first_imgHard data types vs. big vision typesOne could say that Team Martins are the more absolute, hard data, fact-driven, number-crunching, “precision-in-thought-and-speech” types, and that Team Jacobs are the more theoretical, comprehensive, observational, big vision, “what-if and sort-of” types. Both are great. Both are equally valued and both are necessary. Both make the world go round. In fact, most of us are not only one or the other, but rather we fall somewhere along that verdant spectrum. And just because we may lean heavily toward Team Jacob it does not mean we do not like Team Martin, or vice versa. To the contrary, many of our very best friends and most valued work colleagues are on the other team.Let’s go back to the book. Below I am going to cite examples and explain my OK-I-admit-it-Team-Jacob self. I am not doing this to “fight back” against Martin. I am doing it to explain Team Jacob’s point of view — to translate, if you will. Here we go:When Martin calls Jacob out for saying foam and PVC are toxic, he is disregarding the fact that Jacob is considering the entirety of foam and PVC — from cradle to grave, from the people who live near the factories that make it, to the guys who have to install it, to the homeowners who live in it. Martin is considering what we know about foam and PVC now, but he is not considering what we will know about it in the future as our scientific knowledge evolves. Jacob is.When Martin scolds Jacob for not mentioning lead and asbestos, he is ignoring the fact that Jacob respects his readers’ intelligence and knows that everyone knows about lead and asbestos. Everyone. It is starting point. And perhaps Jacob could have put a great sentence in about how PVC and foam may one day prove to be our generation’s asbestos and lead.When Martin suggests that Jacob is trying to redefine what R-value means when he makes the statement that “R-value is dynamic … in response to different conditions,” he misses the point that everyone reading understands what the writer means, and that no one — no one — assumes that Jacob is saying that the absolute value of R is up for discussion. It’s as if Jacob wrote a dietary book and said that the calories that you need are variable based on how much you exercise. No one would think that Jacob meant that the definition of what a calorie is was being discussed.When Jacob writes about optimizing U-value for windows, anyone who has ever had a client gets what he means. You have to weigh the pros and cons of many factors and not just go for the best U-value every time. Yes, you are always trying to get the best U-value that you can, but you have to consider a lot of variables: overall costs, SHGC (change that and you change the U-value), operational needs (fixed, casement or double hung? Each has implications on what U-value you can achieve), and obviously size (frame-to-glass ratio changes everything.) There are a hell of a lot of decisions that go into optimization of window U-values on a job. Homes with vinyl siding and foam insulationIf we simply look at the best-known building tutorials in our small world, we have Joe Lstiburek’s Builder’s Guides. If you look at these books, the examples shown are of vinyl-sided homes with fiberglass or foam insulation. (And I know, these books have evolved in the last years — I am probably out-of-date on my critique.) I know why the Builder’s Guides have these examples; they are the results of Building Science Corporation being hired to test mass production housing and its building systems. And God knows what we would do without Joe’s guidance.I get it. But do we really want to send the message that building vinyl-sided boxes of foam is the best way to go? Or even that it is in the top ten best ways to go? Yes, of course, for affordability‘s sake this may be a valid direction, but there are so many other ways to skin the cat! This is a clear example of Team Martin getting the loudest microphone because of data, data, data!But shouldn’t the public be getting the full array of the information in all of its broad-side-of-the-elephant inclusiveness? And shouldn’t we be learning the full menu of options with which to build?Can you imagine that post-apocalyptic future that we all have anxiety attacks about in the middle of the night? Can you see yourself – a survivor! Yet you are unable to teach your children how to build anything of significance with what nature gave you, because no one ever wrote a book about anything but Foam and PVC. And fast-forward to your grandchildren wandering the devastated yet resilient earth 200 years in the future. All is nature except the endless dust storms of blowing open- and closed-cell foam that will never break down.We need to be all-inclusive and we need to respect nature, design, life cycles, the health, welfare and happiness of humans, along with that of the whole planet. We need to think it all through. Big picture.Yes, we vitally need the data. And, yes, we vitally need to be accurate and to speak accurately. But we need these to be a part of the whole. Just like “optimizing the U-value of windows,” we have to weigh a lot of factors before just saying that the most efficient option is the only way to go. An elephant in the roomWhat this led me to realize is that we have always had a version of Team Martin and Team Jacob, though as a group we do not discuss it. I cannot call it a battle; there aren’t really sides. But there is a “there” there. Many of us feel it in subtle ways. This sort of undiscussed rift in our very small and congenial sustainable building world. An elephant in the room, so to speak.What is this “indefinable something” of which I speak? Well, it is Big Picture, and it has everything to do with what we are doing and what message we are sending. It can be described as the difference between focusing on energy use and data in building versus focusing on a much more broad approach to sustainability in building. One can observe it in our industry’s obsession with Passive House.One can see it when we go to conferences such as NESEA and the sessions that are numbers- and data-based are given a great deal of cred, while sessions that are design- and theory-based are treated as non-rigorous calendar fillers. And one can see it when we read a book critique that is given strongly from the viewpoint of the highly specific lens of data and energy, and not at all from an overall understanding of sustainable building theories and practicalities. We need a mission statementWhich leads me to Part II. What are we doing? What is our mission?Buildings themselves are extremely complex and involve a lot of different parts and features. Within the sustainable building industry there are so many aspects upon which one might focus: Energy use, sustainability, design, materials, embodied energy, square footage, longevity, maintenance, air quality, occupant health, resiliency, carbon footprint, and the ever present bottom line. There are also issues of energy production, manufacturing, shipping, and the health and wellness of everyone along that chain. And there are the ever-enigmatic and ephemeral issues of happiness, beauty, and appropriateness.Which is the most important? Obviously, this is a rhetorical question.Like the blind men who encounter an elephant, many of us seem to focus on one specific aspect of the sustainable building “elephant.” In our world, the elephant’s trunk would be “energy.” It is the most obvious and intriguing part of the elephant, and it is so hard to resist. It is always nosing into exciting things like the bottom line, policy, and big industry. It is trumpeted by the stock market and by the media. Everyone is willing to talk about energy. For engineers and data wonks, it is the mother lode. It is a lifetime of calculations, challenges, and experiments. It is the opportunity to pin point accurate results and make firm statements with precise numerical evidence. It is the chance to understand what we are doing. Fantastic. But the result is that so often we have buildings that are pure elephant trunk. What about the rest of the elephant?Many of us want the whole damn elephant. Many of us see the whole picture and find all parts valid. Many equally valid. Yes, of course, we have LEED, the Living Building Challenge, the 475 team, and the bubbling “Pretty Good House” movement, among others. And these approaches are (sometimes) respected in our industry, but if you think about it — they usually get thrown in the back seat. All too often, these other approaches are ignored or discounted as fluffiness or “Yeah, I guess we can include that too.”’ RELATED ARTICLES Building Science Information for BuildersLow-Road Buildings Are Homeowner-FriendlyNostalgia for the Hippie Building HeydayStraw-Bale WallsWhat is Comfort?All About Embodied Energy We shouldn’t focus on energy aloneThis is where the writer’s book shines (back to the book and the book review). Essential Building Science is trying to talk about the whole elephant. The writer is a person who cares, who assumes he is talking to people who care and addressing the wide range of things in our industry that one can — and should — care about. He is trying to ensure that we don’t miss the point and that we don’t focus only on energy use to the detriment of almost everything else in the end.In looking for introductory yet comprehensive books on how to approach sustainable building, there are not a lot. As some of my colleagues have noted, “What else have we got?” There are others, for sure, and if one looks through Martin’s previous reviews, one can see that he generally dismisses natural building and most references to toxins. I get it, most builders do not build “natural houses,” and the issues of toxicity are not yet fully determined. However, can we just ignore these things? We speak different languagesIs Martin doing this to be evil? No of course not. Is he correct? Yes, he is correct if you read the comments in only one light. He is a self-professed Energy Nerd. However, if you read the comments from the Team Jacob perspective, Martin is wrong on most counts. Or at least completely misunderstood by all of Team Jacob. Fascinating. We speak different languages.It reminds me of the time that I was waiting on a job site with my mechanical engineer. It was a frigid cold day and we were outside waiting for an owner to appear. In a state of pure frozen hell, I turned to my friend the engineer and said “Wow, my feet! I can feel that cold seeping right into my bones.” He looked at me quizzically for a moment and then he said (without an ounce of humor) “You mean you can feel the heat leaving your body through your feet?” Sigh. Yes. Yes, that is precisely what I mean, my bad.When I say, “I feel the cold seeping into my bones,” everybody instantly and thoroughly understands what I am saying. When my friend the engineer says, “I can feel the heat leaving my body through my feet,” nobody has a visceral understanding of what he is talking about. After a moment’s thought the listener might acknowledge that the engineer is correct. But, in hearing the sentence, the listener does not feel that feeling of frostbitten feet, nor do the listener’s toes become numb in empathy. The listener does not care.This is perhaps the oldest shout-out to scientists and engineers throughout history, but: “Speak English.” Just because Team Martin folk try to outdo each other in how precise they can be in language, it does not mean that they are getting the message across any better. In fact, a lot of the time this is the very reason their message is ignored. And does it mean that Team Jacob is weak-minded, because we speak a more ubiquitously understood language? No. In fact (news flash!) we think it makes us smarter — on a higher plane — because we are also nerds but we have the ability to translate our understanding for others to then understand. Yes, this is deep semantics, but it is actually important. Is it really productive to dismantle and disregard an entire well-thought-out, valuable, and very accessible book because the reviewer only accepts one language pattern. I started to write this as a commentary regarding Martin Holladay’s review of Jacob Rascusin’s new book, Essential Building Science. But in doing so I realized that the direction of Martin’s critique opens the door to issues that I think our community really needs to discuss. So, I worked a little harder at putting my thoughts into some sort of logical and comprehensive order. Of course these are only my opinion.The bottom line of this realization is that, as a group, we may want to consider two goals:1. What are we doing? Should we have a mission statement? Something that guides all of our work and something that we can all use as a litmus test to check in on ourselves and our industry as a whole. Doctors have the Hippocratic Oath: First, do no harm. Maybe ours could have a similar intention, but perhaps we could define it more thoroughly.2. What message are we sending? This would include both the message we send out to the world and the messages we send to each other. This would entail having a basic awareness of our public face and this would involve monitoring the way in which we speak to each other — within our industry — as parts of the whole.But why does any of it matter? I believe it matters because we are at crossroads. Because I was just at the U.N. Convention on Climate Change at which most of the world was trying desperately to enact the Paris 2015 accord. And because we have a new president who is most likely going to significantly change our lives and try to dismantle the way we do what we do and how we do it. This is important. We need to step up our game now. What we do and the message we send are vitally important right now. The limitations of the Passive House approachMeanwhile Passive House seems like the prize bull. Yes, Passive House is a dream come true. It is quantifiable, provable, accountable, and the basis for some fantastically competitive good fun for building geeks everywhere. It is also a flag we can wave to the rest of the world — a world that has always misunderstood and doubted what we do. A world that has always asked, “Yes, yes, but where is the data?”We can now show the world — with clean, hard evidence — that we can make houses that need almost no energy to heat and cool. The data is so impressive that any naysayer cannot disagree. But, Passive House obsesses over one thing: energy. It disregards everything else: occupant health, sustainability of materials, the embodied energy of products and systems, user experience, nature, texture, maintenance, resiliency and life cycle.We can’t just address the elephant’s trunk. We need to integrate energy use with the big picture and not let energy use hose down the sustainability of the planet with its powerful schnozzola. A holistic approachBasically I am describing the word “holistic,” but I feel I can’t use this Team-Jacob word because I believe that as soon as many of my readers see it on the page they will stop reading and discount this as a bunch of cow (or rather, elephant) poop. But we do need to think holistically about what we are doing. Can we really just keep plowing ahead — following the elephant’s trunk — to score the big energy goal!? Meanwhile we may be trampling the beautiful planet that we are trying to save.So, what are we doing? What is our big message? Our elevator speech? Our guiding light? How will the world know us? Since we ourselves are so variable, I would guess that our message will have many aspects and may not fit into one sentence. However, I, for one, would hope that our message is something along the lines of:We, the sustainable building industry, strive to study the way buildings are built, continually evolve our technologies, materials, and methods of building, teach and lead the same, as to ever advance our industry toward the ultimate goal of having the least harmful effect on the planet and perhaps one day of actually creating a symbiotic relationship between buildings and the earth that in turn will heal, nurture, and energize the planet. We will do this through relentless testing, analysis, and growth in all aspects of our work including:Building energy and its influence on the earth and our economy.The choice of energy we use and its impact on environment and civilizations.The assessment of and adherence to health and safety regulations.The impacts of our building standards on human well-being.The study of the embodied energy of all products and methods.The longevity and life cycles of our buildings.Opportunities to recycle and regenerate materials and energy.Opportunities to allow people and buildings to be maximally resilient.Occupant happiness and appropriateness of buildings for occupants.The ability for our buildings to calm, inspire, and guide.The relationship of our buildings to the earth and the cycles of nature.The relationship of humans to the earth through their interaction with built space.If we are going to move forward as an industry and lead, then we cannot be pulled around by the elephant’s trunk. We need to think it through first. We have to look at things up close and from dizzying heights. While we each may focus on our individual specialties, we still have to check ourselves against a higher set of standards and make sure we are not doing more harm than good.We have to present findings to the public that live up to our broader intentional goals. Let us state a mission that we can all stand behind, and let us all stand together with mutual respect and appreciation while working to uphold that mission. What message are we sending?What we do is perhaps obvious but I would say “undiscussed.” I am going to address that later in this piece. For now I want to talk about the message we are sending. In order to send a clear message to the world, we have to understand each other and speak clearly among ourselves. Reading Martin’s review of Jacobs’s book drove this point home for me. If we cannot speak clearly and respectfully to each other within our own industry, then we will not be able to send a clear message out.Basically (a bit of background), in the review of the book Martin points to a number of errors that he finds with Jacob’s book. However if one looks closely, most of the errors — as written by Martin — could, themselves, be considered misleading or perhaps erroneous. I find that they detract from the point of the book and completely diminish the overall message and intention of the book.Martin could have written a review that said something along the lines of “Wow, we have a new comprehensive and introductory book on building science and it really covers the wide range of applications available in our industry. Yes, there may be a few minor errors that might have been caught by a better editor, but overall, it does a great job covering a ton of ground in a clear and accessible manner.”But he did not. He chose another route. Fine. It’s just one review. However, it is the very way that Martin chose to review the book that got me thinking. Could I say Martin was wrong? No.But actually — yes, yes, I could. It turns out that it all depends on your point of view and the type of person you are. I spoke to colleagues and friends about it, and I started to see a very familiar pattern. Sides started to emerge. Teams, if you will. I’m just going to go ahead and say it: “Team Martin” and “Team Jacob.” We need to act as a teamOur community is full of a wide variety of people. Builders, designers, architects, engineers, inspectors, raters, vendors, policymakers, homeowners, and building operators, etc. Each of us has a different background and a different point of view. As we step forward into our unknown future, we need to act as a team. Support each other. Value each other’s skill set and incorporate all into a cohesive mission.When considering the future, I usually revert to Star Trek. In Star Trek Next Generation, for example, all members of the team are equally respected and included in decision making — including Counselor Troi, the touchy-feely psychologist type. After the team has gathered for a mission, the effects of any proposed actions are thoroughly considered by the whole team — with equal merit — before the landing party is allowed to set foot on a new planet and interact with its civilizations. We need our energy guys, we need our engineers and builders, but we need the rest of the team as well in order to ensure the most effective and well thought out approach and outcome. We need to be careful and respectful in how we talk to each other. Elizabeth DiSalvo founded Trillium Architects in Norwalk, Connecticut. DiSalvo is a graduate of Columbia University with a masters of Advanced Architectural Design and of Rensselaer Polytechnic Institute with a five year Bachelor of Architecture and Building Science (1989). Elizabeth has been a registered architect since 1993. She is a member of the AIA, NESEA and the USCGB and has been on the Board of Directors of the Connecticut Green Building Council. In April 2011, GBA published a review of her blog.last_img read more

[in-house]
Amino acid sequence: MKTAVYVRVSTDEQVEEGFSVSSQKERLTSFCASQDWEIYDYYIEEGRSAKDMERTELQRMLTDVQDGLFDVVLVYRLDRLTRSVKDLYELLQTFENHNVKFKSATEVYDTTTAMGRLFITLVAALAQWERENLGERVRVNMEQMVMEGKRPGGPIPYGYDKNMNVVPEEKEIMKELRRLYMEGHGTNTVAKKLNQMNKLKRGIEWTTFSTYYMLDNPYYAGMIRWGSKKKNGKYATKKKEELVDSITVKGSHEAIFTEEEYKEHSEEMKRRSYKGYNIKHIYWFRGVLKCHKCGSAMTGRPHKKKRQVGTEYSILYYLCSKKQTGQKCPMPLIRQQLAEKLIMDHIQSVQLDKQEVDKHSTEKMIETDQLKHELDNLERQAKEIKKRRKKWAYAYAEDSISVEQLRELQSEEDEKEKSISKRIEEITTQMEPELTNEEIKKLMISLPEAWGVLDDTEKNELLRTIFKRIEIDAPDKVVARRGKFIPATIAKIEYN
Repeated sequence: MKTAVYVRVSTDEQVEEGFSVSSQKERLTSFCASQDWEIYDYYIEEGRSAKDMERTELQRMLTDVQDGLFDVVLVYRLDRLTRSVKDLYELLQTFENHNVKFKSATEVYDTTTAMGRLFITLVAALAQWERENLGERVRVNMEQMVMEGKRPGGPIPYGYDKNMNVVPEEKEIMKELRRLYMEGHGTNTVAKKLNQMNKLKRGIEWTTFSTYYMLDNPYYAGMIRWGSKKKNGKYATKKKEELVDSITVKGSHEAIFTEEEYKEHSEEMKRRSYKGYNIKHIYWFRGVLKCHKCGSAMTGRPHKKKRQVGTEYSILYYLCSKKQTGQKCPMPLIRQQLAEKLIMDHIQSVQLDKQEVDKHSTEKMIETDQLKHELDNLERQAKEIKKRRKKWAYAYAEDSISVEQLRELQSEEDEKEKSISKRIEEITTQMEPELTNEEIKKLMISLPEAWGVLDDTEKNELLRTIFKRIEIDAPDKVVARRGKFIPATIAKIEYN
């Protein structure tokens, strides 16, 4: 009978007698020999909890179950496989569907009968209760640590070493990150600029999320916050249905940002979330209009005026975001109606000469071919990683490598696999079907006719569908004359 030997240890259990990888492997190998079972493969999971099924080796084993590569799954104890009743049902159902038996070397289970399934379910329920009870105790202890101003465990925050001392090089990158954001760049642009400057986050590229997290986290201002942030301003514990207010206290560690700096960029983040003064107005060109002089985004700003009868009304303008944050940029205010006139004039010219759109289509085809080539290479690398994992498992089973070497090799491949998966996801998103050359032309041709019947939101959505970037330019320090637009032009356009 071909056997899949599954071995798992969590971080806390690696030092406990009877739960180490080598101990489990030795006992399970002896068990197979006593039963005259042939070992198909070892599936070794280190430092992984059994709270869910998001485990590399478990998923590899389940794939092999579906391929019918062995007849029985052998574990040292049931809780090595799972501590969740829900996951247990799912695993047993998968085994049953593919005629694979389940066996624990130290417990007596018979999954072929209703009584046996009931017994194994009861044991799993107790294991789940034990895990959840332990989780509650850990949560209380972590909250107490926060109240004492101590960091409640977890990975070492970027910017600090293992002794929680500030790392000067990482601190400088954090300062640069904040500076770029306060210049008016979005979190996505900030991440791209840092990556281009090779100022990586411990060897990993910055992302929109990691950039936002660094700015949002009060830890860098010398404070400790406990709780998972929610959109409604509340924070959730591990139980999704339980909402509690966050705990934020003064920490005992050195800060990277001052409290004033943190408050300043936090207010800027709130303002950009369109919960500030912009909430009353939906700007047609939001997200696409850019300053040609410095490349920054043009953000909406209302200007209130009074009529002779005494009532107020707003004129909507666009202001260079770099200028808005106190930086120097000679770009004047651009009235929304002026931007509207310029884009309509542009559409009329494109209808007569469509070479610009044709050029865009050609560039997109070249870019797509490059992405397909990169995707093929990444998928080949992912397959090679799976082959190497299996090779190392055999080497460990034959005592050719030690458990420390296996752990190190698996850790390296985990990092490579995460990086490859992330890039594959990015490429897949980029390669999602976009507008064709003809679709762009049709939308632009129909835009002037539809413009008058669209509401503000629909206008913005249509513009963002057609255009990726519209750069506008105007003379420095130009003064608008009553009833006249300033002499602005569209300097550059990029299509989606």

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DU to release its sixth cut-off today at du.ac.in